1. Use your credit or debit card for all business expenses - The IRS allows copies of credit or debit card statements for itemized proof of business expenses. Link the card with your Expensify account and get eReceipts for most expenses under $75, then capture receipts for big ticket items with their mobile app. It's still good, however, to keep the receipts for very large purchases so file them away after you snap a picture.
2. Use one bank account for business - Open up a business checking account and run all of your expenses through it. Try to find a bank that has online banking, allows you to download transaction history in OFX or QFX format, and stores 7 years of statements, including check images.
3. File receipts immediately - A lot of deductions are lost due to missing receipts and documentation for the expense.Sites like Expensify help you organize and track everything with ease, and their mobile app allows you to take pictures of receipts for immediate upload to an expense report.
4. Organize your records - Make sure to group all of your expenses and their receipts in to categories like meals and entertainment, office supplies, travel, etc. If you're not using Expensify to organize your expenses, keeping receipts sorted and categorized in manilla folders is the next best thing. Keeping your tax records in one place will save hours of frantic searching at tax time (and help you if the IRS comes knocking). Remember, when it comes to taxes, being organized is your friend!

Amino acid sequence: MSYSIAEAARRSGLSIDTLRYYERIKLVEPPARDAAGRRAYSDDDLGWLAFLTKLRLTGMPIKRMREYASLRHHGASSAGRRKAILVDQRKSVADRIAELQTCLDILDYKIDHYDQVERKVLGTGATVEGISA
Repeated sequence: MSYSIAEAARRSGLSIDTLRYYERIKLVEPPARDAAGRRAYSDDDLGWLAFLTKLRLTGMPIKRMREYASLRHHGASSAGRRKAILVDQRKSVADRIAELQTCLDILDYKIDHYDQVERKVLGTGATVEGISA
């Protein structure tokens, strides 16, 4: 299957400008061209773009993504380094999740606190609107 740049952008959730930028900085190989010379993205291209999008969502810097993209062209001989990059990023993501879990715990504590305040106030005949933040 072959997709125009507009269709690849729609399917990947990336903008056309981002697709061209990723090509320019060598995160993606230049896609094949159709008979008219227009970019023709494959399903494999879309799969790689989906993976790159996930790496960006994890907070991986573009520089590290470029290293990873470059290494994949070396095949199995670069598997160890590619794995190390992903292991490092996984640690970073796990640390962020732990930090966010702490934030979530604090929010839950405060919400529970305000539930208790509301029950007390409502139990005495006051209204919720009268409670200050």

5. Log your miles - If you use either the standard mileage deduction or actual costs for vehicle expenses, log your business miles as they happen. Enter in the stops on your trip and Expensify will calculate the mileage expense for you or pick up a calendar or mileage log at your local stationary store and write them in manually. Whichever way you track mileage, make sure it's easy to add up and compute at years end.
6. Do monthly profit and loss statements - Often small business owners fail to "keep the books" on a regular basis. With all the bookkeeping software available there is no reason for you, or a hired bookkeeper, not to keep your books on a regular basis. QuickBooks is free to try and a good place to start. If you found a bank where you can download data, often you can organize and then upload your transaction history straight into your bookkeeping software.
7. Use a payroll service - Most payroll services offer special rates for small business owners, often at less than $50 per month. They will deduct all of the necessary federal and state taxes and then direct deposit your "net paycheck" into your personal account.
8. Perform a mid-year tax check up - Small business owners often fail to make proper estimated payments during the year, and then come up short on Tax Day. Contact your tax professional and estimate what your net income will be at year end based on how you are doing mid-year.# Teaspiller# provides online tax prep help. Teaspiller allows you to import all of your data from popular small business tools like Harvest, LessAccounting, Zoho Invoice, Expensify, Shoeboxed, and FreshBooks, so you can have an accountant review everything without ever having to step foot inside their office. They'll calculate your estimated tax liability and give you an idea of how much your quarterly estimated payments should be.
9. Keep a "Perm File" - Have a file box with your most important papers like homeowner's policies, auto purchase agreements, loan documents, and business agreements, in one place. You may never need this come next April 15, but you'll be glad you have it organized if you do.
10. Make a note of itemized deductions and credits - There are many standard deductions you can claim, which reduces the total income that can be taxed. Standard deductions may include child care costs, education costs, interest on your mortgage, charitable donations, and more. Find out which deductions you are eligible to claim and keep track of them in a separate expense report which you can hand to your tax professional.